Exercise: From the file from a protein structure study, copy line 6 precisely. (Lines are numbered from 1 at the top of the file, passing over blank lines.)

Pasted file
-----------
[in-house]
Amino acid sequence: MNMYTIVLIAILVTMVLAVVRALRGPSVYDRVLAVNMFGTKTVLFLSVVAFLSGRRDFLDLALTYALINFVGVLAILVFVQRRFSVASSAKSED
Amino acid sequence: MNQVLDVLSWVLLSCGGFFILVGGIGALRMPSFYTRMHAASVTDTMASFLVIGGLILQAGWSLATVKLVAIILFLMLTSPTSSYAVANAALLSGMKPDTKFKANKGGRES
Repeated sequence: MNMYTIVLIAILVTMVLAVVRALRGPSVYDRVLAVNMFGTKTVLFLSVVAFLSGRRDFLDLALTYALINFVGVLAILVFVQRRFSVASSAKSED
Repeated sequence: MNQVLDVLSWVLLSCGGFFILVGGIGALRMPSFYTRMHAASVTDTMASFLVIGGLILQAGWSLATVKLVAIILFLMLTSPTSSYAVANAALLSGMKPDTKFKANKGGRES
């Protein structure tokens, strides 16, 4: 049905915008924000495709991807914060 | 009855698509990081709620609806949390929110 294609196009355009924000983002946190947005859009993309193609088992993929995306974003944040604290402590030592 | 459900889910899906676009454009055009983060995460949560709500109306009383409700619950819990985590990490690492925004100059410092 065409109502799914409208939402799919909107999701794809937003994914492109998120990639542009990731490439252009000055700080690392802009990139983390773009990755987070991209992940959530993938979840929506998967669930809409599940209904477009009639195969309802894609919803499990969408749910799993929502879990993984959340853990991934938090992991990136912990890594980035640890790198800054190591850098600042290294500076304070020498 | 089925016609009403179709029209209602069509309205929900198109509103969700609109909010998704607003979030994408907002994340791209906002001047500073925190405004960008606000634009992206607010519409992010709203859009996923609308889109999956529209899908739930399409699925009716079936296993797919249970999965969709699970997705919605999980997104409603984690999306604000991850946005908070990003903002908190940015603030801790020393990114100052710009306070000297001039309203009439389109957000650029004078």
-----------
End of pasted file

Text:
């Protein structure tokens, strides 16, 4: 049905915008924000495709991807914060 | 009855698509990081709620609806949390929110 294609196009355009924000983002946190947005859009993309193609088992993929995306974003944040604290402590030592 | 459900889910899906676009454009055009983060995460949560709500109306009383409700619950819990985590990490690492925004100059410092 065409109502799914409208939402799919909107999701794809937003994914492109998120990639542009990731490439252009000055700080690392802009990139983390773009990755987070991209992940959530993938979840929506998967669930809409599940209904477009009639195969309802894609919803499990969408749910799993929502879990993984959340853990991934938090992991990136912990890594980035640890790198800054190591850098600042290294500076304070020498 | 089925016609009403179709029209209602069509309205929900198109509103969700609109909010998704607003979030994408907002994340791209906002001047500073925190405004960008606000634009992206607010519409992010709203859009996923609308889109999956529209899908739930399409699925009716079936296993797919249970999965969709699970997705919605999980997104409603984690999306604000991850946005908070990003903002908190940015603030801790020393990114100052710009306070000297001039309203009439389109957000650029004078």